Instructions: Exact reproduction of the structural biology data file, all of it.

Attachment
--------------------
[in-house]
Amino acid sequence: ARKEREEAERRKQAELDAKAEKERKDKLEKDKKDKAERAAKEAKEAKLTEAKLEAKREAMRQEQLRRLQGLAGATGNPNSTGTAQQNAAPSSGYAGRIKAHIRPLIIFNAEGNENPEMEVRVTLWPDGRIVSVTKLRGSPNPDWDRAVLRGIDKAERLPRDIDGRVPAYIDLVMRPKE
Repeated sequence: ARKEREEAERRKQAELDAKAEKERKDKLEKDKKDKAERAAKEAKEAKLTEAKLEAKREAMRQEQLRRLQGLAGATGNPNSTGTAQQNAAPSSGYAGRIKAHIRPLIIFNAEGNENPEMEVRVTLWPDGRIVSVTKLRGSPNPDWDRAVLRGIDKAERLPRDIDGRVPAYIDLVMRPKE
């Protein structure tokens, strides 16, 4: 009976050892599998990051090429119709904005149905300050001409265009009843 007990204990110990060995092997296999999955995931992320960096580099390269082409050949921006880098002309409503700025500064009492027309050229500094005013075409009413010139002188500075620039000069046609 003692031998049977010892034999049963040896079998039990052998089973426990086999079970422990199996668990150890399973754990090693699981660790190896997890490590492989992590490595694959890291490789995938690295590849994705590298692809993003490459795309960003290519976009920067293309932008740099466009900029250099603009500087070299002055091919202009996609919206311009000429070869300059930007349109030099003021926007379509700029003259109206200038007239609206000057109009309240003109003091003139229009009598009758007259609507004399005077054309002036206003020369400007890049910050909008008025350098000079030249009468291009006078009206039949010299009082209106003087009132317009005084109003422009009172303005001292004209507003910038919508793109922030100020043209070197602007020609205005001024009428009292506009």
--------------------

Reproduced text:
[in-house]
Amino acid sequence: ARKEREEAERRKQAELDAKAEKERKDKLEKDKKDKAERAAKEAKEAKLTEAKLEAKREAMRQEQLRRLQGLAGATGNPNSTGTAQQNAAPSSGYAGRIKAHIRPLIIFNAEGNENPEMEVRVTLWPDGRIVSVTKLRGSPNPDWDRAVLRGIDKAERLPRDIDGRVPAYIDLVMRPKE
Repeated sequence: ARKEREEAERRKQAELDAKAEKERKDKLEKDKKDKAERAAKEAKEAKLTEAKLEAKREAMRQEQLRRLQGLAGATGNPNSTGTAQQNAAPSSGYAGRIKAHIRPLIIFNAEGNENPEMEVRVTLWPDGRIVSVTKLRGSPNPDWDRAVLRGIDKAERLPRDIDGRVPAYIDLVMRPKE
């Protein structure tokens, strides 16, 4: 009976050892599998990051090429119709904005149905300050001409265009009843 007990204990110990060995092997296999999955995931992320960096580099390269082409050949921006880098002309409503700025500064009492027309050229500094005013075409009413010139002188500075620039000069046609 003692031998049977010892034999049963040896079998039990052998089973426990086999079970422990199996668990150890399973754990090693699981660790190896997890490590492989992590490595694959890291490789995938690295590849994705590298692809993003490459795309960003290519976009920067293309932008740099466009900029250099603009500087070299002055091919202009996609919206311009000429070869300059930007349109030099003021926007379509700029003259109206200038007239609206000057109009309240003109003091003139229009009598009758007259609507004399005077054309002036206003020369400007890049910050909008008025350098000079030249009468291009006078009206039949010299009082209106003087009132317009005084109003422009009172303005001292004209507003910038919508793109922030100020043209070197602007020609205005001024009428009292506009």